‘Mine 9,’ movie about a coal mine entrapment, opens Friday
CHARLESTON, W.Va. (AP) — A film whose chilling theme is known all too well by residents of coal producing states — an entrapment inside an Appalachian mine — opens in theaters this week.
“Mine 9” debuts Friday in West Virginia, Kentucky, North Carolina, Ohio, Tennessee and Virginia. It’s expected to roll out nationwide starting next week, news outlets reported.
New Martinsville, West Virginia, native Eddie Mensore wrote, produced and directed the film, which takes place deep inside a coal mine where nine miners with a limited oxygen supply are trapped after a methane explosion.
“Nobody has ever made this movie,” Mensore said. “That was really the inspiration,” along with real-life tragedies while growing up that “shook our state.”
West Virginia has seen its share.
In 2010, 29 men died in an explosion at the Upper Big Branch mine in southern West Virginia.
In 2006, a methane gas explosion at the Sago Mine in northern West Virginia killed 12 miners. Another miner survived. Later that year, five miners were killed in an explosion at a mine in Harlan County, Kentucky.
The worst mining disaster in U.S. history occurred in December 1907 when 362 died in an explosion at a coal mine in Monongah, West Virginia.
Mensore said the film isn’t based on a particular event, but “we had to make it as realistic as possible.”
The characters are based on miners Mensore knew. The story highlights a dangerous and often underappreciated profession, but after a friend in the coal industry scoffed at Mensore’s initial script, “it was back to square one,” he said.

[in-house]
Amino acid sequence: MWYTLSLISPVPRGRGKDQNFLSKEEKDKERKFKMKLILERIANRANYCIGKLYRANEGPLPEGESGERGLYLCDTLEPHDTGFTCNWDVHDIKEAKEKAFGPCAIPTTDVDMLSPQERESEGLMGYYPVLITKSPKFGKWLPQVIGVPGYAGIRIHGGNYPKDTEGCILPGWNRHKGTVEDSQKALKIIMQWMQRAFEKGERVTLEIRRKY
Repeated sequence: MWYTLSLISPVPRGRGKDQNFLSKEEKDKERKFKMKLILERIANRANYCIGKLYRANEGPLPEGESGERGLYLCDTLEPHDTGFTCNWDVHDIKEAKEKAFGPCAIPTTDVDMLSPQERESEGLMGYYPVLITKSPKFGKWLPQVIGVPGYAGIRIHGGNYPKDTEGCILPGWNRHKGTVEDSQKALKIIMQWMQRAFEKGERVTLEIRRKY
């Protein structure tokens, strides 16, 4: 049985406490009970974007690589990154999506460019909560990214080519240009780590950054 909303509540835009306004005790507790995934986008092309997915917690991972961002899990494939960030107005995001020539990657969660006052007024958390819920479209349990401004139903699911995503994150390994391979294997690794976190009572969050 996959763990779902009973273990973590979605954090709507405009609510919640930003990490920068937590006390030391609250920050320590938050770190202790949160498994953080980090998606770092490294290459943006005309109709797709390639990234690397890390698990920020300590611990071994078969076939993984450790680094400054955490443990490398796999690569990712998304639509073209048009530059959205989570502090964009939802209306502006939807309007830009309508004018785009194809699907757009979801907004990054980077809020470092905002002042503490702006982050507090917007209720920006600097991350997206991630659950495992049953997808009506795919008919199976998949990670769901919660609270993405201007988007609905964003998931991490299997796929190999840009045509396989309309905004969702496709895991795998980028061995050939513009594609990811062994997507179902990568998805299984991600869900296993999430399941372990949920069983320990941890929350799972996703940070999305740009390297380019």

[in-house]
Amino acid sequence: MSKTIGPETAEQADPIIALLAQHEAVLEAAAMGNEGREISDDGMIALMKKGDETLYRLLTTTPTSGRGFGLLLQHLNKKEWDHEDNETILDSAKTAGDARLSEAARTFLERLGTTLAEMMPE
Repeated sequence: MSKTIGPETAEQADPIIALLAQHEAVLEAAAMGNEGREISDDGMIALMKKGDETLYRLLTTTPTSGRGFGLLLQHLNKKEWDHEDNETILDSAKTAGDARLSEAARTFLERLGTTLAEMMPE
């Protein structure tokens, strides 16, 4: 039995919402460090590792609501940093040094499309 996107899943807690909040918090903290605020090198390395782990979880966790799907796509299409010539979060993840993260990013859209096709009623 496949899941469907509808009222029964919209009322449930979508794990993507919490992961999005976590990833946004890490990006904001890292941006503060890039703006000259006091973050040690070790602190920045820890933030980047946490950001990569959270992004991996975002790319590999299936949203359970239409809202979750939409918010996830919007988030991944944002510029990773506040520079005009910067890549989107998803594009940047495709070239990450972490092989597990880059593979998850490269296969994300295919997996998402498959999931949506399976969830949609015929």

Mensore said it took him years to find a coal operator willing to allow camera crews to film the real workings in a mine. The movie blends footage shot at a mine in Buchanan County, Virginia, with scenes recreated on a set built in Atlanta.
“It was the only way to do it,” Mensore said. “It was hard enough crawling on a set that was 4 foot high. I couldn’t imagine doing that in a coal mine.
“I have so much more respect for miners now, the knowledge and intelligence they have to have to do the job.”
The film made its world premiere last month at the Cinequest Film and Creativity Festival in San Jose, California. The actors include Princeton native Kevin Sizemore, who plays the character of Daniel.
Sizemore said he was “more than blown away” when he first learned about the film.
Mensore “put a lot of effort into this, and he knew what he wanted to do, to accomplish, and he was going to do it the right way,” Sizemore said. “I really appreciate his vision, that was the main thing. The vision made a big difference for me.”